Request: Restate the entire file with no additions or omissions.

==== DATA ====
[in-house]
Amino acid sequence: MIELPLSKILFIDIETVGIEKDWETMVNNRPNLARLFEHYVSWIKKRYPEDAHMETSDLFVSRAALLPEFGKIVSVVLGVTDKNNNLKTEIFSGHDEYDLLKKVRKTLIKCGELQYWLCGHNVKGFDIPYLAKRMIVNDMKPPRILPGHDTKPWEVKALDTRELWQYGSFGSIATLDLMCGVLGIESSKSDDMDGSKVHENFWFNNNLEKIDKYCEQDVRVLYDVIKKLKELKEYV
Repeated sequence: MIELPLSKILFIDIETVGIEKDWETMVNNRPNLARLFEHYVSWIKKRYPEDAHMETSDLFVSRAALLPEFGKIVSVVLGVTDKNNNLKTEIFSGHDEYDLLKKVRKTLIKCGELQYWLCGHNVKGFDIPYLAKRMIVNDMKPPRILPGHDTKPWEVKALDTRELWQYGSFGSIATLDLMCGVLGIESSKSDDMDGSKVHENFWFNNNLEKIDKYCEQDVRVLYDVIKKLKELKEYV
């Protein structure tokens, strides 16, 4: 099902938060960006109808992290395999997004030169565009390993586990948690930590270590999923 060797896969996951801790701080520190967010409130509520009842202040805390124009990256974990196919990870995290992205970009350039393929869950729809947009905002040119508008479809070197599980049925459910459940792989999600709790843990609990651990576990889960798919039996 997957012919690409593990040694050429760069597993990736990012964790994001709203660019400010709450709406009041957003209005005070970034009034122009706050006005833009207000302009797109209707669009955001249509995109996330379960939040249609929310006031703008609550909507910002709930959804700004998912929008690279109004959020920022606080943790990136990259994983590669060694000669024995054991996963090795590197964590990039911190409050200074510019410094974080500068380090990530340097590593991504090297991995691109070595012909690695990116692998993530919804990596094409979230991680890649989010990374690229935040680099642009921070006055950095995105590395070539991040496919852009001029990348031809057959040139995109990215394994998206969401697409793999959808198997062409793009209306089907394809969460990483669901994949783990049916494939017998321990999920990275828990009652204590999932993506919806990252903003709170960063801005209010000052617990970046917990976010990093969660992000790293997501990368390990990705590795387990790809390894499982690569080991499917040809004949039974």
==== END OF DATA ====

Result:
[in-house]
Amino acid sequence: MIELPLSKILFIDIETVGIEKDWETMVNNRPNLARLFEHYVSWIKKRYPEDAHMETSDLFVSRAALLPEFGKIVSVVLGVTDKNNNLKTEIFSGHDEYDLLKKVRKTLIKCGELQYWLCGHNVKGFDIPYLAKRMIVNDMKPPRILPGHDTKPWEVKALDTRELWQYGSFGSIATLDLMCGVLGIESSKSDDMDGSKVHENFWFNNNLEKIDKYCEQDVRVLYDVIKKLKELKEYV
Repeated sequence: MIELPLSKILFIDIETVGIEKDWETMVNNRPNLARLFEHYVSWIKKRYPEDAHMETSDLFVSRAALLPEFGKIVSVVLGVTDKNNNLKTEIFSGHDEYDLLKKVRKTLIKCGELQYWLCGHNVKGFDIPYLAKRMIVNDMKPPRILPGHDTKPWEVKALDTRELWQYGSFGSIATLDLMCGVLGIESSKSDDMDGSKVHENFWFNNNLEKIDKYCEQDVRVLYDVIKKLKELKEYV
């Protein structure tokens, strides 16, 4: 099902938060960006109808992290395999997004030169565009390993586990948690930590270590999923 060797896969996951801790701080520190967010409130509520009842202040805390124009990256974990196919990870995290992205970009350039393929869950729809947009905002040119508008479809070197599980049925459910459940792989999600709790843990609990651990576990889960798919039996 997957012919690409593990040694050429760069597993990736990012964790994001709203660019400010709450709406009041957003209005005070970034009034122009706050006005833009207000302009797109209707669009955001249509995109996330379960939040249609929310006031703008609550909507910002709930959804700004998912929008690279109004959020920022606080943790990136990259994983590669060694000669024995054991996963090795590197964590990039911190409050200074510019410094974080500068380090990530340097590593991504090297991995691109070595012909690695990116692998993530919804990596094409979230991680890649989010990374690229935040680099642009921070006055950095995105590395070539991040496919852009001029990348031809057959040139995109990215394994998206969401697409793999959808198997062409793009209306089907394809969460990483669901994949783990049916494939017998321990999920990275828990009652204590999932993506919806990252903003709170960063801005209010000052617990970046917990976010990093969660992000790293997501990368390990990705590795387990790809390894499982690569080991499917040809004949039974």